Gauss–Newton algorithm


Gauss–Newton algorithm

The Gauss–Newton algorithm is a method used to solve non-linear least squares problems. It can be seen as a modification of Newton's method for finding a minimum of a function. Unlike Newton's method, the Gauss–Newton algorithm can only be used to minimize a sum of squared function values, but it has the advantage that second derivatives, which can be challenging to compute, are not required.

Non-linear least squares problems arise for instance in non-linear regression, where parameters in a model are sought such that the model is in good agreement with available observations.

The method is named after the mathematicians Carl Friedrich Gauss and Isaac Newton.

Contents

Description

Given m functions r1, …, rm of n variables β = (β1, …, βn), with m ≥ n, the Gauss–Newton algorithm finds the minimum of the sum of squares[1]

 S(\boldsymbol \beta)= \sum_{i=1}^m r_i^2(\boldsymbol \beta).

Starting with an initial guess \boldsymbol \beta^{(0)} for the minimum, the method proceeds by the iterations

 \boldsymbol \beta^{(s+1)} = \boldsymbol
\beta^{(s)}+\Delta,

where Δ is a small step. We then have

S(\boldsymbol \beta^{(s)} + \Delta) = S(\boldsymbol \beta^{(s)}) + \left[\frac{\partial S}{\partial \beta_i}\right] \Delta + \frac{1}{2} \Delta^\top \left[\frac{\partial^2 S(\beta)}{\partial \beta_i\partial \beta_j}\right] \Delta.

If we define the Jacobian matrix

 \mathbf{J_r}(\boldsymbol \beta) = \left.\frac{\partial r_i}{\partial \beta_j}\right|_{\boldsymbol \beta},

we can replace

\left[\frac{\partial S}{\partial \beta_i}\right] with \mathbf{J_r}^\top \mathbf{r}

and the Hessian matrix in the right can be approximated by \mathbf{J_r}^\top \mathbf{J_r} (assuming small residual), giving:

S(\boldsymbol \beta^{(s)} + \Delta) \approx S(\boldsymbol \beta^{(s)}) + \mathbf{J_r}^\top \mathbf{r}\Delta + \frac{1}{2} \Delta^\top \mathbf{J_r}^\top \mathbf{J_r}\Delta.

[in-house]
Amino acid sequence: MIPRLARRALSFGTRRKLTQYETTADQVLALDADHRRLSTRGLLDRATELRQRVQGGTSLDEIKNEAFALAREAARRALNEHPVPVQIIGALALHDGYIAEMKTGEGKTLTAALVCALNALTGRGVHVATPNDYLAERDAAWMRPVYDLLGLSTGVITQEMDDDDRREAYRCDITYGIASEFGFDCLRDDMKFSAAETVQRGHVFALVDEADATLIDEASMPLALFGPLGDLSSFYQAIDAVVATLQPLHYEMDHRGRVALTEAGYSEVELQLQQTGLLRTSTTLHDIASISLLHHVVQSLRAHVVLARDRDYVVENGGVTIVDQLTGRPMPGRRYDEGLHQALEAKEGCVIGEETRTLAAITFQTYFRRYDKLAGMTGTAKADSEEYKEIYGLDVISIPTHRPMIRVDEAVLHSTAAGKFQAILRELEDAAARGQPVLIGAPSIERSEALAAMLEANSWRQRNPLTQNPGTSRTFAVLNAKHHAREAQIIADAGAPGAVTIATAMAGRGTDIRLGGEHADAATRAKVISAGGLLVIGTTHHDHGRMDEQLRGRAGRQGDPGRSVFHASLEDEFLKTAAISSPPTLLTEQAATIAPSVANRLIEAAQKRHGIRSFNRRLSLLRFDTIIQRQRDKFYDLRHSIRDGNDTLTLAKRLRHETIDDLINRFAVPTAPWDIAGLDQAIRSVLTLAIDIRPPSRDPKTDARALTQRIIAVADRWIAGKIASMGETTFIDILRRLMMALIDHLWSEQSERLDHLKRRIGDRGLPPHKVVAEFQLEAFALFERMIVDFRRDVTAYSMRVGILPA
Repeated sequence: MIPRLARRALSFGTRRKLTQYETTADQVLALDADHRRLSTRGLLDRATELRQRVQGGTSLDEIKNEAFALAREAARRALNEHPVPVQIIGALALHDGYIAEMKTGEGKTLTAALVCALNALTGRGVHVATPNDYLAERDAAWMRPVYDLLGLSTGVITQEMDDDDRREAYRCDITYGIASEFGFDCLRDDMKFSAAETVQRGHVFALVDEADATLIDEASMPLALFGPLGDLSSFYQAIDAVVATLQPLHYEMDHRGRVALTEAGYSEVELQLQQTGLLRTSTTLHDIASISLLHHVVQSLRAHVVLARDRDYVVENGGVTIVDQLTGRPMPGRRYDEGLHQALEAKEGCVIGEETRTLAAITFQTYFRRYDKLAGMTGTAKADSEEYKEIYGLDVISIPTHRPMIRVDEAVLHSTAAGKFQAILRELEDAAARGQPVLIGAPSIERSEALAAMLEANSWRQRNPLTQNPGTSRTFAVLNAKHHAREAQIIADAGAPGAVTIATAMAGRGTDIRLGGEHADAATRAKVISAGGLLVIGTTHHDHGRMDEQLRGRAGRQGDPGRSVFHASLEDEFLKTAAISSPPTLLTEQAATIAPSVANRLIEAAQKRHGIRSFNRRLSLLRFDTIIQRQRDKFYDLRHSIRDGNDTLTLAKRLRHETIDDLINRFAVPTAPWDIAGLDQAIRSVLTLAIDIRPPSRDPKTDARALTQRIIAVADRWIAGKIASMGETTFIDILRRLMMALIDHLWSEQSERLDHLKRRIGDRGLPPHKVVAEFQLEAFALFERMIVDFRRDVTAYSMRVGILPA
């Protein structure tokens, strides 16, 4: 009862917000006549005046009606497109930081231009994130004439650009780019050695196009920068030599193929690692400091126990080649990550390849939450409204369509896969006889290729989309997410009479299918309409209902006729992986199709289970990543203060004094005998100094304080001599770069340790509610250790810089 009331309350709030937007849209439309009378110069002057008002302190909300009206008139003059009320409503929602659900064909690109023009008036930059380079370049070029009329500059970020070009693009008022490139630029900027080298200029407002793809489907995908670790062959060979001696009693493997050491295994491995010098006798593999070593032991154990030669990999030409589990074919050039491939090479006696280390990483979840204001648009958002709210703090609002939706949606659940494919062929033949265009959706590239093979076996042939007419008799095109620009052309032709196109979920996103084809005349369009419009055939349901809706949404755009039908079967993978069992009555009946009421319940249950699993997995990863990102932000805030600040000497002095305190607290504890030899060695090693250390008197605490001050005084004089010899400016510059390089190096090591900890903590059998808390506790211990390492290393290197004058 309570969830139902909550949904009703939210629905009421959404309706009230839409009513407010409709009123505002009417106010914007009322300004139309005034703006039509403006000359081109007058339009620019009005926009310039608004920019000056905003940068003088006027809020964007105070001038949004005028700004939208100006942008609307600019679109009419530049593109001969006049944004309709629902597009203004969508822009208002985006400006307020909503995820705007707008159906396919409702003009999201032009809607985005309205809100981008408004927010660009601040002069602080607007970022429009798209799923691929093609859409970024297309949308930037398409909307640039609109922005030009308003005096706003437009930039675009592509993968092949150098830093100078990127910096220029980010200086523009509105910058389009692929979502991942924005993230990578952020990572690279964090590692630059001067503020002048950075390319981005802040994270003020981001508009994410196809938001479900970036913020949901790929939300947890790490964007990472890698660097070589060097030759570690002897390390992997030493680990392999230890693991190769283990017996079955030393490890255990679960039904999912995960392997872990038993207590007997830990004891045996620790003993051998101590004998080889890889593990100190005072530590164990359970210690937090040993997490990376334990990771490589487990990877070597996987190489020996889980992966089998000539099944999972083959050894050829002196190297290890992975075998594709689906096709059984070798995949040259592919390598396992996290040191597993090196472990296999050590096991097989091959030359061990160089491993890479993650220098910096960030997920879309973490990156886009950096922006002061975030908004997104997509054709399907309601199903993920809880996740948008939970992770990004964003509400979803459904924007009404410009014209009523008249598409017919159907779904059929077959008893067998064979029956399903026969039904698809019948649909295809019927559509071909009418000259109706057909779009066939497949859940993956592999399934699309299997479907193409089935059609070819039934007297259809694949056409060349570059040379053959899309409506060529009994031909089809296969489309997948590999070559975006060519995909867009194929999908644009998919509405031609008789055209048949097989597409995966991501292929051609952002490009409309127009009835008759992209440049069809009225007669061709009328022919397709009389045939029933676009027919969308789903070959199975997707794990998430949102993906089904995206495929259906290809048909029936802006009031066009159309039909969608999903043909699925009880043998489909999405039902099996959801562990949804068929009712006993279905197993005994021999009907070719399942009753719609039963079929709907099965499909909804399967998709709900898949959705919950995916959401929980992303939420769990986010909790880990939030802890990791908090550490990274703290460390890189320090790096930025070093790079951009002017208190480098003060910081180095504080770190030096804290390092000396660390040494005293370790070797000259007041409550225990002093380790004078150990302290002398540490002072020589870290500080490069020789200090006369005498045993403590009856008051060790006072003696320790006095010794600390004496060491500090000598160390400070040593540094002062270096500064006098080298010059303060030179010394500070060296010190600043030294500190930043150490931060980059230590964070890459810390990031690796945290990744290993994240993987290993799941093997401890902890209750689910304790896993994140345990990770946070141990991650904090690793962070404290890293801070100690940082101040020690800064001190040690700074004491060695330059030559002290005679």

We then take the derivative with respect to Δ and set it equal to zero to find a solution:

S'(\boldsymbol \beta^{(s)} + \Delta) \approx \mathbf{J_r}^\top \mathbf{r} + \mathbf{J_r}^\top  \mathbf{J_r} \Delta = 0.

This can be rearranged to give the normal equations which can be solved for Δ:

\left(\mathbf{J_r}^\top \mathbf{J_r} \right)\Delta = - \mathbf{ J_r} ^\top \mathbf{r}.

In data fitting, where the goal is to find the parameters β such that a given model function y = f(x, β) fits best some data points (xi, yi), the functions ri are the residuals

r_i(\boldsymbol \beta)= y_i - f(x_i, \boldsymbol \beta).

Then, the increment Δ can be expressed in terms of the Jacobian of the function f, as

\left( \mathbf{ J_f}^\top \mathbf{J_f} \right)\Delta = \mathbf{J_f}^\top \mathbf{r}.

Notes

The assumption m ≥ n in the algorithm statement is necessary, as otherwise the matrix JrTJr is not invertible and the normal equations cannot be solved (at least uniquely).

The Gauss–Newton algorithm can be derived by linearly approximating the vector of functions ri. Using Taylor's theorem, we can write at every iteration:

\mathbf{r}(\boldsymbol \beta)\approx \mathbf{r}(\boldsymbol \beta^s)+\mathbf{J_r}(\boldsymbol \beta^s)\Delta